It doesn’t take much digging through the history of World Championships to see that those with the strongest team in the race tend not to walk away with the gold medal, with the Spanish and Italian teams being the top of the pile when it comes to not living up to their potential. Either as a result of the other teams sitting back and looking at them to control the race, or because a group of strikers might misguidedly focus on their individual success, scuppering the team’s result. Think Valverde and Rodriquez in 2013, where trade teams came first, seeing Valverde sit on his country man in favour of his team mate (professional team mate) Costa who was up the road.
Having multiple potential winners is not that common in women’s cycling, where traditionally teams have consisted of one viable hopeful — and that was perhaps a rarity in itself. But after the Dutch clean sweep of the Women’s Time Trial Championships podium (and their sweeping domination over the entire season of WorldTour racing), it’s clear that this cycling nation is onto something.
We quizzed Veneberg on what he sees as the roots of the success. He doesn’t immediately know how to answer, but thinks through the rich history that is central to the female success within Dutch cycling. “Traditionally we have always had one superstar, which has been an idol for the upcoming women riders. From Ingrid Haringe to Van Moorsel and, more recently, Vos. This is what inspires the women to want to succeed. But not just to succeed, even to just try racing. From a grassroots point of view, we live in a cycling nation. We all ride our bikes everywhere, in the safety of our network of bike lanes, which means that taking the next step to competing is a progression that does not need to be pushed by us as a federation.”
As a natural extension of that, Veneberg explains how the federation then works closely with their talented athletes before extending that out to a wider collaboration with the trade teams once a level has been reached. This open approach could be traced back to experience that Veneberg brought to his position within the Dutch federation after his professional career with Rabobank.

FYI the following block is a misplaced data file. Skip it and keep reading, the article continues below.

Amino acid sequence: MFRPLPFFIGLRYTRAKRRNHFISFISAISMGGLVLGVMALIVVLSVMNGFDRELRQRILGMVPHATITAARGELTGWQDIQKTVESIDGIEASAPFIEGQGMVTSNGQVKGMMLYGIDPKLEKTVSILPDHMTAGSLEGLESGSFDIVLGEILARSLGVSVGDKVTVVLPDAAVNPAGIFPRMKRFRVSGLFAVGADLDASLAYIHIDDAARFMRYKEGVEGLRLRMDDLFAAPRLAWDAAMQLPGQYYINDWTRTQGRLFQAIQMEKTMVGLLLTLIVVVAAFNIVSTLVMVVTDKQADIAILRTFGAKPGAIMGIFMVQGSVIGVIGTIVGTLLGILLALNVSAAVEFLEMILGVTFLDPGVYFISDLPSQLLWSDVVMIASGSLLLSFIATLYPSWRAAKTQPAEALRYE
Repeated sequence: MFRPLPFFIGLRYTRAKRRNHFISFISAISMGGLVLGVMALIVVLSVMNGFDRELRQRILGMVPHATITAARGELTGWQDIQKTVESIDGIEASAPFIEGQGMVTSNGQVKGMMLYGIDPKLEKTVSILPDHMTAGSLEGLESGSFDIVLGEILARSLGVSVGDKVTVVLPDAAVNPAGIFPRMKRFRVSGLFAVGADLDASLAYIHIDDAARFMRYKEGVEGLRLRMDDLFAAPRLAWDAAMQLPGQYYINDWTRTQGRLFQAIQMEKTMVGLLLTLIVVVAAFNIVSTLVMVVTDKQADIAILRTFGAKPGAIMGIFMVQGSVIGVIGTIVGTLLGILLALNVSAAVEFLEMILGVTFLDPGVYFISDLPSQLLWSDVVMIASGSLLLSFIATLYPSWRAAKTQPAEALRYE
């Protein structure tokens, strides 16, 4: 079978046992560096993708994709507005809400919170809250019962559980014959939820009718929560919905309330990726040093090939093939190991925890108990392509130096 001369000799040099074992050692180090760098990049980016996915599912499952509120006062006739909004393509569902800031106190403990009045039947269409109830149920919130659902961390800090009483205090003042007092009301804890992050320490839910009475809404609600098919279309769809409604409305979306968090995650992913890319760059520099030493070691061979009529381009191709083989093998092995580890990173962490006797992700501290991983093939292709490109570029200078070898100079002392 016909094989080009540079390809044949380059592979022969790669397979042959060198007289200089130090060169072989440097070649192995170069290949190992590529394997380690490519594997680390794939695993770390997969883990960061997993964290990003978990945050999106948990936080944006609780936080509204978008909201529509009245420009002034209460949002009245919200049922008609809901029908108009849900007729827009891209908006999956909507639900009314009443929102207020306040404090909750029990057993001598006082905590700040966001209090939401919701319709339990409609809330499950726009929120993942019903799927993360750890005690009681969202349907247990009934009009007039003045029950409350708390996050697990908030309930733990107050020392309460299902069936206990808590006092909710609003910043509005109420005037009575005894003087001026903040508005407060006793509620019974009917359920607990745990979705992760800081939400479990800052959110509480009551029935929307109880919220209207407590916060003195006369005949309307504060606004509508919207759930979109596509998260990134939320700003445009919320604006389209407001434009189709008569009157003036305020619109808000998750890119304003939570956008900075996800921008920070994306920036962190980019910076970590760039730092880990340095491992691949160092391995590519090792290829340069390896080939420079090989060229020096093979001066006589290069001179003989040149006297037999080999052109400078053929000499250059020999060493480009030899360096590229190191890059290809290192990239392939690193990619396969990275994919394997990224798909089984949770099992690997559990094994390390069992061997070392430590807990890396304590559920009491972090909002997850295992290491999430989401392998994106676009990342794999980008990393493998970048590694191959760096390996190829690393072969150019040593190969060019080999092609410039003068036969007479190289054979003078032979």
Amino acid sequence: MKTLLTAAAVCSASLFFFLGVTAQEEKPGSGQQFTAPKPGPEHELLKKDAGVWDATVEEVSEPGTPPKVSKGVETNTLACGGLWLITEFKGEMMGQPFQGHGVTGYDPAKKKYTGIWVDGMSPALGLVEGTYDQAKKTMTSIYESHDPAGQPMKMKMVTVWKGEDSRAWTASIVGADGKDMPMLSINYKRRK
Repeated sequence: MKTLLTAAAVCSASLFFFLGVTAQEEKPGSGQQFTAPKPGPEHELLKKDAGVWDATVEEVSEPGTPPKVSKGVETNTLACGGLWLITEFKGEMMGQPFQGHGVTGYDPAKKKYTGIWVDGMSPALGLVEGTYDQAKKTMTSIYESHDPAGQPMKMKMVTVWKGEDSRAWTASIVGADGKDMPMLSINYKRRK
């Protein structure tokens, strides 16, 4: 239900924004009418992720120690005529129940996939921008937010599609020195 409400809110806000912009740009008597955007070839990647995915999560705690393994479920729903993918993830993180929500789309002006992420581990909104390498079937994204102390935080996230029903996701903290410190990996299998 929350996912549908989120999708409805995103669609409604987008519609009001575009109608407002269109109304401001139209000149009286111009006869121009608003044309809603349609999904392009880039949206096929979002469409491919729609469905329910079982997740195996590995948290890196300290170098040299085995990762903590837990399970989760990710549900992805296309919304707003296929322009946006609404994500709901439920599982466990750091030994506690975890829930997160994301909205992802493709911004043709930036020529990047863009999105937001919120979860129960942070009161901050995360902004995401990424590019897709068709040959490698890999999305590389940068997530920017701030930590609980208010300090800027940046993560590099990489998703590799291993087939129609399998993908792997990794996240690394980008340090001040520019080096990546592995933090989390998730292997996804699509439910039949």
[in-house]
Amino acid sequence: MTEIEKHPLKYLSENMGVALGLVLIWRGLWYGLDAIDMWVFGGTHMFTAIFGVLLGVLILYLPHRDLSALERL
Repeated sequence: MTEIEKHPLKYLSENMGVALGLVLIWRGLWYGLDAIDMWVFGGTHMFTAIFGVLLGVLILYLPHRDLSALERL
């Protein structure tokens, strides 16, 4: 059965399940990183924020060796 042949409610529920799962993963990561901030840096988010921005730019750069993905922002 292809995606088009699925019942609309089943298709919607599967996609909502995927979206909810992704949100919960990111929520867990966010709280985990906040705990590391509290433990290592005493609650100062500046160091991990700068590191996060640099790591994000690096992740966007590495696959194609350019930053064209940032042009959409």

At the start of the year the federation sits down with the trade teams to see their programs, working out how and where they can aid the Dutch riders — rather than embarking on a battle with the teams for time and resources. It’s a continuous dialogue, he explains, that sees the federation kept in the loop throughout the season, and enabling them to supplement the trade teams’ programme where they fall short. “This means everything from the loan of power meters or altitude tents, right up to training camps and beyond.”
From an outsider’s perspective, this seems like a logical and progressive mentality seeing that both the federations and trade teams are stakeholders in the sport of cycling, and one could even argue that this is part of the reason why there are so many strong trade teams in this small nation. “It’s clear that having three of the top women’s trade teams based in the Netherlands means that we can have constant communication with them,” continues Veneberg.
This approach strikes a chord with us, as earlier that month we’d sat in on a recon of the Team Time Trial course with one of the male WorldTour teams, and we’d heard their staff bemoaning how the World Championships become a bit of a void for the trade teams. Despite paying the riders’ wage, providing their equipment, and supporting them through the arduous season, the team staff were suddenly kept at arm’s length once they were in the fold of the national team. Clearly frustrated at having no say or input into how to get the best out of their riders at the World Championship events.